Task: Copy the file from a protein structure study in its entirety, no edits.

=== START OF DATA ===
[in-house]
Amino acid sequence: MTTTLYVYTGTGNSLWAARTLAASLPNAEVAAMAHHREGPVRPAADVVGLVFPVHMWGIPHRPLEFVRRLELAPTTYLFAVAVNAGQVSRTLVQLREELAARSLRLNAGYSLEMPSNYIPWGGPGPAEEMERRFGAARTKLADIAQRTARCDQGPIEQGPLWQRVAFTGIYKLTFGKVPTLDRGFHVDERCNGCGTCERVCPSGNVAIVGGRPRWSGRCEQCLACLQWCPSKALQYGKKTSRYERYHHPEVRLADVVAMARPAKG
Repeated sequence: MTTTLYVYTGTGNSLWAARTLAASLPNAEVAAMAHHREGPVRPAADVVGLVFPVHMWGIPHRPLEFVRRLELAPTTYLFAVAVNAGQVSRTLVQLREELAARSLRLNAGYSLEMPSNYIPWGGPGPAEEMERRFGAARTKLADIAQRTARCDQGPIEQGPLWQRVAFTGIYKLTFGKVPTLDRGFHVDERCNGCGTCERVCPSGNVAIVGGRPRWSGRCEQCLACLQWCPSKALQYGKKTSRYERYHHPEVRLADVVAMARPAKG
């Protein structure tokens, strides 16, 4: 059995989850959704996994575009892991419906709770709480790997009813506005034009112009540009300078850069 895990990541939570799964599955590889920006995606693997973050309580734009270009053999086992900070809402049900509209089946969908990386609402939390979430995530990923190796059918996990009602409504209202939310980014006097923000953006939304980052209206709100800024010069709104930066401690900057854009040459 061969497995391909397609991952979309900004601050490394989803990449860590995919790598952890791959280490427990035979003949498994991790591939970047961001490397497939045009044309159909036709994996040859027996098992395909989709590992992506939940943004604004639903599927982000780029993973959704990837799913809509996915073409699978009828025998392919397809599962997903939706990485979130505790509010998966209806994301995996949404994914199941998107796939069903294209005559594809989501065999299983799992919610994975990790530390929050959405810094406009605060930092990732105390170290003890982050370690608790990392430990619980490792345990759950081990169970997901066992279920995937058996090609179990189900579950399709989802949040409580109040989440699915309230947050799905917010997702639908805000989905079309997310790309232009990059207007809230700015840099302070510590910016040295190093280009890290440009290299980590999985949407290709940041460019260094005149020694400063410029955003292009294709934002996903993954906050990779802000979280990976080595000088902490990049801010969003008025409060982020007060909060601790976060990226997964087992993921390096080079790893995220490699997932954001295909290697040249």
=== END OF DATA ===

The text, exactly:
[in-house]
Amino acid sequence: MTTTLYVYTGTGNSLWAARTLAASLPNAEVAAMAHHREGPVRPAADVVGLVFPVHMWGIPHRPLEFVRRLELAPTTYLFAVAVNAGQVSRTLVQLREELAARSLRLNAGYSLEMPSNYIPWGGPGPAEEMERRFGAARTKLADIAQRTARCDQGPIEQGPLWQRVAFTGIYKLTFGKVPTLDRGFHVDERCNGCGTCERVCPSGNVAIVGGRPRWSGRCEQCLACLQWCPSKALQYGKKTSRYERYHHPEVRLADVVAMARPAKG
Repeated sequence: MTTTLYVYTGTGNSLWAARTLAASLPNAEVAAMAHHREGPVRPAADVVGLVFPVHMWGIPHRPLEFVRRLELAPTTYLFAVAVNAGQVSRTLVQLREELAARSLRLNAGYSLEMPSNYIPWGGPGPAEEMERRFGAARTKLADIAQRTARCDQGPIEQGPLWQRVAFTGIYKLTFGKVPTLDRGFHVDERCNGCGTCERVCPSGNVAIVGGRPRWSGRCEQCLACLQWCPSKALQYGKKTSRYERYHHPEVRLADVVAMARPAKG
């Protein structure tokens, strides 16, 4: 059995989850959704996994575009892991419906709770709480790997009813506005034009112009540009300078850069 895990990541939570799964599955590889920006995606693997973050309580734009270009053999086992900070809402049900509209089946969908990386609402939390979430995530990923190796059918996990009602409504209202939310980014006097923000953006939304980052209206709100800024010069709104930066401690900057854009040459 061969497995391909397609991952979309900004601050490394989803990449860590995919790598952890791959280490427990035979003949498994991790591939970047961001490397497939045009044309159909036709994996040859027996098992395909989709590992992506939940943004604004639903599927982000780029993973959704990837799913809509996915073409699978009828025998392919397809599962997903939706990485979130505790509010998966209806994301995996949404994914199941998107796939069903294209005559594809989501065999299983799992919610994975990790530390929050959405810094406009605060930092990732105390170290003890982050370690608790990392430990619980490792345990759950081990169970997901066992279920995937058996090609179990189900579950399709989802949040409580109040989440699915309230947050799905917010997702639908805000989905079309997310790309232009990059207007809230700015840099302070510590910016040295190093280009890290440009290299980590999985949407290709940041460019260094005149020694400063410029955003292009294709934002996903993954906050990779802000979280990976080595000088902490990049801010969003008025409060982020007060909060601790976060990226997964087992993921390096080079790893995220490699997932954001295909290697040249």